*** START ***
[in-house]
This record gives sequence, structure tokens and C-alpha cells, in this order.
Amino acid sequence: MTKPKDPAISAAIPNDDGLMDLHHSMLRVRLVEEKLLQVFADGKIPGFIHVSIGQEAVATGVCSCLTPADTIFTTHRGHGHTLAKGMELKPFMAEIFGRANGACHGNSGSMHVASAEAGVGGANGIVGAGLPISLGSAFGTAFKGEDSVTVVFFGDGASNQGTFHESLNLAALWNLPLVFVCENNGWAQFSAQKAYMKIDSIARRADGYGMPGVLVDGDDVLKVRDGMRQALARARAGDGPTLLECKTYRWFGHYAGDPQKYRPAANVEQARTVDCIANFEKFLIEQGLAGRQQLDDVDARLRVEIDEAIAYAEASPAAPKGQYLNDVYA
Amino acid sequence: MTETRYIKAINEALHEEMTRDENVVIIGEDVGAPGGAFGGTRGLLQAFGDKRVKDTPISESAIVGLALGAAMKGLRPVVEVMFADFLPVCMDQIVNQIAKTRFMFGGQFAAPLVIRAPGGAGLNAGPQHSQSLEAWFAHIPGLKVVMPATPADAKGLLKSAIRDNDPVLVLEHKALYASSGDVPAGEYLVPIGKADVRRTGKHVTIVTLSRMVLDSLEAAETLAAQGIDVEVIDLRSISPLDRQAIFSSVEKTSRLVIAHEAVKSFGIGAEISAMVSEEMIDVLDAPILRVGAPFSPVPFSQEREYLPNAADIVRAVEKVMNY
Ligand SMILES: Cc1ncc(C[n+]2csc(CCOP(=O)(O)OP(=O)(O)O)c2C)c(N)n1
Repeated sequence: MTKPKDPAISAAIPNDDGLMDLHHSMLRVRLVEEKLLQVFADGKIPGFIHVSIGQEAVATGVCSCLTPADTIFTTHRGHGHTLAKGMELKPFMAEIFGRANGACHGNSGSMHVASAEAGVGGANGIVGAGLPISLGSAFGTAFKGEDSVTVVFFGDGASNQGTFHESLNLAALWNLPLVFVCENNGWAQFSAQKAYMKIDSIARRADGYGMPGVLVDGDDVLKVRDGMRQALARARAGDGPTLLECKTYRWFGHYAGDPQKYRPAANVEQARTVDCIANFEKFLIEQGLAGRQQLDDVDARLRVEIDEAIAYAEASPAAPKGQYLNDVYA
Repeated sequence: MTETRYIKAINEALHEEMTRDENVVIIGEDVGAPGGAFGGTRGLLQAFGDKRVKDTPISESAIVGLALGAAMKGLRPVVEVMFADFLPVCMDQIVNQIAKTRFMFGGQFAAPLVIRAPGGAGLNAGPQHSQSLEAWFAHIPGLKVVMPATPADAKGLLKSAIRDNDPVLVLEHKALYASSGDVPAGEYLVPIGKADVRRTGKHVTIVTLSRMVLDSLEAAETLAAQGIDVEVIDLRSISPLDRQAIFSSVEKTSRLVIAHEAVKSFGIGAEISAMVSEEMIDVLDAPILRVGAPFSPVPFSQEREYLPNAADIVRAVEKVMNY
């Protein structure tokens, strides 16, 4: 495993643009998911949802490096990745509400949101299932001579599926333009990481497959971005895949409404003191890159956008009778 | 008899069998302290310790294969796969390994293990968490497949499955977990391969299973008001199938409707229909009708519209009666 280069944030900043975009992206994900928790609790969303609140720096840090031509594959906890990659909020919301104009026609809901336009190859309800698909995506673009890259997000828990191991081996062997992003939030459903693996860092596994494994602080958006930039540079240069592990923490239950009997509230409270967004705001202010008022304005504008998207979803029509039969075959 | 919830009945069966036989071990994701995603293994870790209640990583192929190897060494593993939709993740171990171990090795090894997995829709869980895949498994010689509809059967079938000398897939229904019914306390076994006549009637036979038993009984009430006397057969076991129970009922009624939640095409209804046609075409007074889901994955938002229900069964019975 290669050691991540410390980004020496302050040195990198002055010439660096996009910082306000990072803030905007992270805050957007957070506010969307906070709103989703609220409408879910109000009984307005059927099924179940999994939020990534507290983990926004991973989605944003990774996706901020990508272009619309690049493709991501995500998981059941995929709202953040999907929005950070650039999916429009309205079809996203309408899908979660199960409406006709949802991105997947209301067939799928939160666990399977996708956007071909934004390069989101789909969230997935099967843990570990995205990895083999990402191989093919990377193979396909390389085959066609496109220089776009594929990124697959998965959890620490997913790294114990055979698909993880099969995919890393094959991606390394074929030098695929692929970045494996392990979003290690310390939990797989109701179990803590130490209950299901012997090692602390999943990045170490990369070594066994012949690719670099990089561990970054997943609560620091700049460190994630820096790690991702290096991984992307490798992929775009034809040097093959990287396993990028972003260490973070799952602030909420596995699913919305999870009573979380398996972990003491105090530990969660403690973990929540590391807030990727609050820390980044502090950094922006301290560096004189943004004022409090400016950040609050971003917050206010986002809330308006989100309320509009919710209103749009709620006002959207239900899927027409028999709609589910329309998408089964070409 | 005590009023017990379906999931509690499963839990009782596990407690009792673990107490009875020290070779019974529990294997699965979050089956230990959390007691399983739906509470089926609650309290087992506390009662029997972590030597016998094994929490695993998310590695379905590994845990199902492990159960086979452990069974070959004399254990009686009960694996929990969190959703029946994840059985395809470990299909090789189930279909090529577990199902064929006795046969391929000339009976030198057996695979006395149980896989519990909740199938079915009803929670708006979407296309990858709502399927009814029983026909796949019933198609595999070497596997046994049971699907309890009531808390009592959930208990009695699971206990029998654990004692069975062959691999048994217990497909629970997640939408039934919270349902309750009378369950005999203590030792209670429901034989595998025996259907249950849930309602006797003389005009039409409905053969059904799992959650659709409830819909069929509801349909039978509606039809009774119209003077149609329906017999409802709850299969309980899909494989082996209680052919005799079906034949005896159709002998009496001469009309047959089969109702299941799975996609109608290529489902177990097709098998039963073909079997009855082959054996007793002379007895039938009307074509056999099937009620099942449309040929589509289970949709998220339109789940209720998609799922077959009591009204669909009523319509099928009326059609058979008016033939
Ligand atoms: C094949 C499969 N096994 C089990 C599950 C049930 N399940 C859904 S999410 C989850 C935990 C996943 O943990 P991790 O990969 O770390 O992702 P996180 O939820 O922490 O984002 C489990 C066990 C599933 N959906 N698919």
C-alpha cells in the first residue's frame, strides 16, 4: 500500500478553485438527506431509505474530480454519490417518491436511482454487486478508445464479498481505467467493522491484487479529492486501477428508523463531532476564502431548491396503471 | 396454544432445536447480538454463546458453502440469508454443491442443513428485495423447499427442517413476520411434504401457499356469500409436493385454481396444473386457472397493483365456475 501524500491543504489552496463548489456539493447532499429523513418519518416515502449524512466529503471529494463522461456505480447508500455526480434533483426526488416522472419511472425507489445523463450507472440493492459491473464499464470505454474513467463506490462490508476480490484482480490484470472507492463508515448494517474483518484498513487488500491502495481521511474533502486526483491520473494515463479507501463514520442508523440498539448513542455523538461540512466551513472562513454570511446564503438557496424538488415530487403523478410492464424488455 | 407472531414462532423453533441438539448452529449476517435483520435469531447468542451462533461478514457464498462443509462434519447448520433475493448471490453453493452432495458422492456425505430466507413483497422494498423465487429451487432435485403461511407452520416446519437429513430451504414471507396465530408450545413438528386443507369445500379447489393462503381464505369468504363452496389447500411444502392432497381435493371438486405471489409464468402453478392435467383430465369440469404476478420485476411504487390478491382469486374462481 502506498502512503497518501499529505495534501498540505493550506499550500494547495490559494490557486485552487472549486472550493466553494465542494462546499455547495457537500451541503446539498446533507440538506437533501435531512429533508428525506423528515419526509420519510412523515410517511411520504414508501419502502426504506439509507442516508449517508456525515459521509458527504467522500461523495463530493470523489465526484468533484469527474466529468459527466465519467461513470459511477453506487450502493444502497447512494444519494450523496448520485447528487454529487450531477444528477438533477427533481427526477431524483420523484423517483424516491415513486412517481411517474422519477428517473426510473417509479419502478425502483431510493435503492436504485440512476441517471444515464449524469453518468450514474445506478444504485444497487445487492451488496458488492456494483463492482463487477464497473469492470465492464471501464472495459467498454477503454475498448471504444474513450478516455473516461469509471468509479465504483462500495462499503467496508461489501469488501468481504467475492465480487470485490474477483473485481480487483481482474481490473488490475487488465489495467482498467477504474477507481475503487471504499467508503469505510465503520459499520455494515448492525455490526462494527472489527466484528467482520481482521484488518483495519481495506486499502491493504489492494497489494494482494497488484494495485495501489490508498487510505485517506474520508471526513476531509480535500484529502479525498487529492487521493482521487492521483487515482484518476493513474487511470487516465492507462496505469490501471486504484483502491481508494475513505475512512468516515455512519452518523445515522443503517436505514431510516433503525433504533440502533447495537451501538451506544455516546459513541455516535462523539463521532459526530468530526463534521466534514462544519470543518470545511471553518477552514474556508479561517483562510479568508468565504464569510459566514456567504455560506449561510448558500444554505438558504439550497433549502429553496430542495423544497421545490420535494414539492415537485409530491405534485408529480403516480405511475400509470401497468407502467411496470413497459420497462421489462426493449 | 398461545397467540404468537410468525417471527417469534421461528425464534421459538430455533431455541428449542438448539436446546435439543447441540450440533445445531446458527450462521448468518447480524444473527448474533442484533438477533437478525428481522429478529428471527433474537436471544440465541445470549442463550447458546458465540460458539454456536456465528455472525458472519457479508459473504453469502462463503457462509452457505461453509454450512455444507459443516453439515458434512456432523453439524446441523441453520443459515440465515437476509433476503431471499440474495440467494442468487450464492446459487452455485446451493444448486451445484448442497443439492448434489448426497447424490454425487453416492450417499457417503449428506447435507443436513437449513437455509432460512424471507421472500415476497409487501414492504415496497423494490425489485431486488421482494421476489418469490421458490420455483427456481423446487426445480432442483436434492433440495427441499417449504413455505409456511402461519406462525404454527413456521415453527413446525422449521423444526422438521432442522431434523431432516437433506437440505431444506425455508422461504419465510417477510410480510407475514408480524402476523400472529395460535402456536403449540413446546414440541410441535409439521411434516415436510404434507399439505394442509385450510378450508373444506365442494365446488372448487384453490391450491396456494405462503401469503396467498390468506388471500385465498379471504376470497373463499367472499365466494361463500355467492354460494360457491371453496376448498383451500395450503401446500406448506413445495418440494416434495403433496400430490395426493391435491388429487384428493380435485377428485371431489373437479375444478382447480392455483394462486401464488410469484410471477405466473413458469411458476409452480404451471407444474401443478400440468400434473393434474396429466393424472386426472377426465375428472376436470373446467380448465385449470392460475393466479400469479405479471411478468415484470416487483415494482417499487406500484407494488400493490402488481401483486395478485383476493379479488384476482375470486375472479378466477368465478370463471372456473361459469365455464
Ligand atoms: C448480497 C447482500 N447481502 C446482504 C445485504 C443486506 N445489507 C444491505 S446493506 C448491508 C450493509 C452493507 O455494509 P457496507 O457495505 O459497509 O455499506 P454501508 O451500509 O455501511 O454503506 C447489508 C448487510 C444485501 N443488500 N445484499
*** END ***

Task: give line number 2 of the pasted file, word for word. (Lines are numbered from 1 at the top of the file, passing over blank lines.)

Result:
This record gives sequence, structure tokens and C-alpha cells, in this order.